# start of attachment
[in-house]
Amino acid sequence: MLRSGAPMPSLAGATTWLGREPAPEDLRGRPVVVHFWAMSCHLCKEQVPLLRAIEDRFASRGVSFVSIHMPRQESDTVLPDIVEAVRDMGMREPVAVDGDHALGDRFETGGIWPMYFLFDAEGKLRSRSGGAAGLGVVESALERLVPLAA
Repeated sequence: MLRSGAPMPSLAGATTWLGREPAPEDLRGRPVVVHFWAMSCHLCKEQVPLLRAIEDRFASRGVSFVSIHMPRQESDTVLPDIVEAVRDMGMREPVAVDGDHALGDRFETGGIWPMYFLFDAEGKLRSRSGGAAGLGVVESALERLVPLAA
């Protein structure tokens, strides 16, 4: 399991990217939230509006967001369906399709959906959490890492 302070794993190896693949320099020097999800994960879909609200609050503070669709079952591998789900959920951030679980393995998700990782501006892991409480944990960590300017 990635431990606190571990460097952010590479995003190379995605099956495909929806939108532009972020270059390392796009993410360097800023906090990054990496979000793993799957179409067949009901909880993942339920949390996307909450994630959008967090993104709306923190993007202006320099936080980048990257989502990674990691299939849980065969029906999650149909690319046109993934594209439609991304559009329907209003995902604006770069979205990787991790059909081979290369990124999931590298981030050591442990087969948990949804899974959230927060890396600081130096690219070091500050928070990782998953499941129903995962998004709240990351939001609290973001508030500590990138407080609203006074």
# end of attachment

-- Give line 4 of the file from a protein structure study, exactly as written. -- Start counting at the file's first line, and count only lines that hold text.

């Protein structure tokens, strides 16, 4: 399991990217939230509006967001369906399709959906959490890492 302070794993190896693949320099020097999800994960879909609200609050503070669709079952591998789900959920951030679980393995998700990782501006892991409480944990960590300017 990635431990606190571990460097952010590479995003190379995605099956495909929806939108532009972020270059390392796009993410360097800023906090990054990496979000793993799957179409067949009901909880993942339920949390996307909450994630959008967090993104709306923190993007202006320099936080980048990257989502990674990691299939849980065969029906999650149909690319046109993934594209439609991304559009329907209003995902604006770069979205990787991790059909081979290369990124999931590298981030050591442990087969948990949804899974959230927060890396600081130096690219070091500050928070990782998953499941129903995962998004709240990351939001609290973001508030500590990138407080609203006074």